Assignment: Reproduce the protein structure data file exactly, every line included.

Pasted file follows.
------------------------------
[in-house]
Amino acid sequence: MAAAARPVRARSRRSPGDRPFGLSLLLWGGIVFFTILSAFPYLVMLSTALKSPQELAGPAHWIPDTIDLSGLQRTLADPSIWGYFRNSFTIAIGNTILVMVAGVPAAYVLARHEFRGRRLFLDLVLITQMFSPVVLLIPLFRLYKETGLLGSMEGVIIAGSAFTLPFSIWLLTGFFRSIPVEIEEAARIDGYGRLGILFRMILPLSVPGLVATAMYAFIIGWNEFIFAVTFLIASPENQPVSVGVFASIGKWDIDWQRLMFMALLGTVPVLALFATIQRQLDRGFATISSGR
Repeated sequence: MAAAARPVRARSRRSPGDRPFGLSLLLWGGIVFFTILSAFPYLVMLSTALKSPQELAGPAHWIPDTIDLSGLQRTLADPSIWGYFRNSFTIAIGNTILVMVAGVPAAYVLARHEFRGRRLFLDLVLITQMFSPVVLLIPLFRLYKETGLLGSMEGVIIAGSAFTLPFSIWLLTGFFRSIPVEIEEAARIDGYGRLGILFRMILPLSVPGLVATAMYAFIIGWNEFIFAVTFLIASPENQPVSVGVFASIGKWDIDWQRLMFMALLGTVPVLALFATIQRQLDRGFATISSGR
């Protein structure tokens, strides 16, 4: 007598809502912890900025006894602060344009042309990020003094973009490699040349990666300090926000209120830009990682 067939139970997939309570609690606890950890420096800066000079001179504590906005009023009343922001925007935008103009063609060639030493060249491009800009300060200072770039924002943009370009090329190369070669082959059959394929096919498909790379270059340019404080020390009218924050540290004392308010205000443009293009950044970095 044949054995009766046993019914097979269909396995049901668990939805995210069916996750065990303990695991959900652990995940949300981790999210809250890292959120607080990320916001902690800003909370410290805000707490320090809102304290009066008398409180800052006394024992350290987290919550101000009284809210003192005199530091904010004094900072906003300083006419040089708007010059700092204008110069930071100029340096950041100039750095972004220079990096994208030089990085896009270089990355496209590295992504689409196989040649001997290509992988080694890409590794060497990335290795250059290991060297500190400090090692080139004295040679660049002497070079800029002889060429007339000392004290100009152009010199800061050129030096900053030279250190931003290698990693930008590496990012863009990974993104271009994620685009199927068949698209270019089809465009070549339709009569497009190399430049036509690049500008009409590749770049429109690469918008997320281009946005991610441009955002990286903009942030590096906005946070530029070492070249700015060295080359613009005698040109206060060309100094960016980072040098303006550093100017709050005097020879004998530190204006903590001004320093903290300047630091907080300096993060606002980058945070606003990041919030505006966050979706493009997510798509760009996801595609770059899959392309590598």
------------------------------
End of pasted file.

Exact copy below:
[in-house]
Amino acid sequence: MAAAARPVRARSRRSPGDRPFGLSLLLWGGIVFFTILSAFPYLVMLSTALKSPQELAGPAHWIPDTIDLSGLQRTLADPSIWGYFRNSFTIAIGNTILVMVAGVPAAYVLARHEFRGRRLFLDLVLITQMFSPVVLLIPLFRLYKETGLLGSMEGVIIAGSAFTLPFSIWLLTGFFRSIPVEIEEAARIDGYGRLGILFRMILPLSVPGLVATAMYAFIIGWNEFIFAVTFLIASPENQPVSVGVFASIGKWDIDWQRLMFMALLGTVPVLALFATIQRQLDRGFATISSGR
Repeated sequence: MAAAARPVRARSRRSPGDRPFGLSLLLWGGIVFFTILSAFPYLVMLSTALKSPQELAGPAHWIPDTIDLSGLQRTLADPSIWGYFRNSFTIAIGNTILVMVAGVPAAYVLARHEFRGRRLFLDLVLITQMFSPVVLLIPLFRLYKETGLLGSMEGVIIAGSAFTLPFSIWLLTGFFRSIPVEIEEAARIDGYGRLGILFRMILPLSVPGLVATAMYAFIIGWNEFIFAVTFLIASPENQPVSVGVFASIGKWDIDWQRLMFMALLGTVPVLALFATIQRQLDRGFATISSGR
């Protein structure tokens, strides 16, 4: 007598809502912890900025006894602060344009042309990020003094973009490699040349990666300090926000209120830009990682 067939139970997939309570609690606890950890420096800066000079001179504590906005009023009343922001925007935008103009063609060639030493060249491009800009300060200072770039924002943009370009090329190369070669082959059959394929096919498909790379270059340019404080020390009218924050540290004392308010205000443009293009950044970095 044949054995009766046993019914097979269909396995049901668990939805995210069916996750065990303990695991959900652990995940949300981790999210809250890292959120607080990320916001902690800003909370410290805000707490320090809102304290009066008398409180800052006394024992350290987290919550101000009284809210003192005199530091904010004094900072906003300083006419040089708007010059700092204008110069930071100029340096950041100039750095972004220079990096994208030089990085896009270089990355496209590295992504689409196989040649001997290509992988080694890409590794060497990335290795250059290991060297500190400090090692080139004295040679660049002497070079800029002889060429007339000392004290100009152009010199800061050129030096900053030279250190931003290698990693930008590496990012863009990974993104271009994620685009199927068949698209270019089809465009070549339709009569497009190399430049036509690049500008009409590749770049429109690469918008997320281009946005991610441009955002990286903009942030590096906005946070530029070492070249700015060295080359613009005698040109206060060309100094960016980072040098303006550093100017709050005097020879004998530190204006903590001004320093903290300047630091907080300096993060606002980058945070606003990041919030505006966050979706493009997510798509760009996801595609770059899959392309590598």